Every major cloud platform now has some form of container or Kubernetes service to help organizations manage deployments, and it’s critical for cloud professionals to understand how they work.
12. Data and application migration and deployment
Moving software applications from a data center into a cloud environment is more complex than copying files from one server to another. That’s because applications running on premises often include software and even hardware dependencies that don’t always directly translate into the cloud, as in a lift-and-shift approach.
Because the cloud is a different environment, a thorough assessment is needed before any cloud migration occurs. The best cloud professionals treat each application on its own merits and are prepared to work with business stakeholders to chart the best course forward.
Key advanced cloud computing skills
Automation is one of the most significant benefits of cloud services. Applications programmed to make their own, correct decisions — without human intervention — increase efficiency. Of course, cloud professionals have a role to play in facilitating this kind of automation. Specifically, they need to be well-versed in the mechanics of a business’s cloud architecture and the different components that interact with or depend on one other.
One of the most common forms of automation in the cloud is autoscaling, which helps applications and services scale up or down based on demand. Being able to properly implement autoscaling configuring policies is a vital cloud skill.
14. Cloud orchestration
Many cloud deployments rely on multiple services working together, but sometimes the project’s large scale precludes a manual solution. This is where cloud orchestration technology fits in.
Cloud orchestration involves the automation and coordination of multiple tasks instead of just one, making it another top cloud skill.
With rare exceptions, many cloud services, including those running on Microsoft Azure, benefit from the use of the open source Linux OS.
Linux is used for containers as well as virtual machine (VM) instances across the cloud, as it provides a low- or even no-cost OS for applications and services. Linux offers features such as easy customization and security. The demand for cloud professionals who can design, build, deploy, maintain and administer Linux-based servers is on the rise.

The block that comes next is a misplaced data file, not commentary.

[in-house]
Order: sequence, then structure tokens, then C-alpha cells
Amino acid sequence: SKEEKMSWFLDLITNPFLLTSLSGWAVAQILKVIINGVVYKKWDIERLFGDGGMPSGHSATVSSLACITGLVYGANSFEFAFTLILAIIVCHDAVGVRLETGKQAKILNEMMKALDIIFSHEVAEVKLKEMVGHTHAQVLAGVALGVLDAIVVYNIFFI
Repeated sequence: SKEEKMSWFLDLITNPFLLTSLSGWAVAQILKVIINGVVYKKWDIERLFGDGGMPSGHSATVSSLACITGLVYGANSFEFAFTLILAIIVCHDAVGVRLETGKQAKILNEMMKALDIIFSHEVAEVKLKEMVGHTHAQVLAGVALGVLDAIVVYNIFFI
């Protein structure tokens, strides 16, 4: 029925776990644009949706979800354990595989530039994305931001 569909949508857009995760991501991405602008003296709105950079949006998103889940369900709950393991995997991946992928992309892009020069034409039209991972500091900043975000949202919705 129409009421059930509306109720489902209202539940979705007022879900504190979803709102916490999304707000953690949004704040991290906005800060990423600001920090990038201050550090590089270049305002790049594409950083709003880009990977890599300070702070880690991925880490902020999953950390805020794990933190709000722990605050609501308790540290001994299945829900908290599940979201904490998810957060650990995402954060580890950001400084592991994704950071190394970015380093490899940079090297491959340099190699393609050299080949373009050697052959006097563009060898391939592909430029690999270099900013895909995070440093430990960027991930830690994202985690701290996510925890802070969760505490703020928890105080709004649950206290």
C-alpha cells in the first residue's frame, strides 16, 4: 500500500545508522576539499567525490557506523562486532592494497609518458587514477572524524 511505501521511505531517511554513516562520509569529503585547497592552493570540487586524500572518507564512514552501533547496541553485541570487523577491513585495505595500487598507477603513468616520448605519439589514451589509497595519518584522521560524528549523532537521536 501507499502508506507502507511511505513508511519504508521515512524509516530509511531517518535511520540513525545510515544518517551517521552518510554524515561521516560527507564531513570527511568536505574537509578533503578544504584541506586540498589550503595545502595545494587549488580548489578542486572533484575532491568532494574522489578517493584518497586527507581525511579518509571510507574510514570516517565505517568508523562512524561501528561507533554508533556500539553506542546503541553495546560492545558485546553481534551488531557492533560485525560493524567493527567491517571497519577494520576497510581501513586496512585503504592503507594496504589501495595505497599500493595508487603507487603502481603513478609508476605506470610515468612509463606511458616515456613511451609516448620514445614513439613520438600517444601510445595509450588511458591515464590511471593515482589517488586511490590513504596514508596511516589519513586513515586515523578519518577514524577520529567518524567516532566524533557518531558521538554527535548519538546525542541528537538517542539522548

16. Performance testing, metrics and analytics
Testing the performance of cloud environments enables you to gauge how effectively they’re operating. It also uncovers areas for potential iterative improvement. A key element of testing is having the right metrics and analytics in place to understand the performance of a given cloud service or application.
Expertise in metrics and analytics — and understanding which metrics should be applied to specific cloud services — will stand you in good stead. That’s because these skills enable you to demonstrate the ROI of a business’s cloud technology.
17. Cost and workload management
Determining and monitoring costs and workload estimations are valued skills. For instance, if you pinpoint where certain set data limits are exceeded, you can help a business avoid unforeseen costs. It also enables the identification and elimination of any unused features.
The ability to manage cloud costs today is often the domain of the discipline known as FinOps.
18. Flux capacity
As opposed to on-premises environments where hardware is fixed and services can be more static, cloud environments are extremely fluid. Indeed, the best cloud computing experts are comfortable functioning in an atmosphere that is continually in flux and stays on top of constant changes to the underlying infrastructure, including databases, servers and network connections.
19. Cloud partnering
With the myriad of services and complexity inherent in a large cloud project, it isn’t uncommon for businesses to engage external consultants and contractors to benefit from their specialized skills. These cloud partners can bring invaluable experience and new insights into a project team. Prospective employers seek candidates who are at ease with these kinds of arrangements.
Serverless computing capabilities that enable event-driven computing, also sometimes referred to as functions as a service, is an increasingly important cloud skill. Serverless gives organizations tight control over costs, because a serverless function only runs when triggered, as opposed to being on all the time like a container or VM image.
21. Infrastructure as code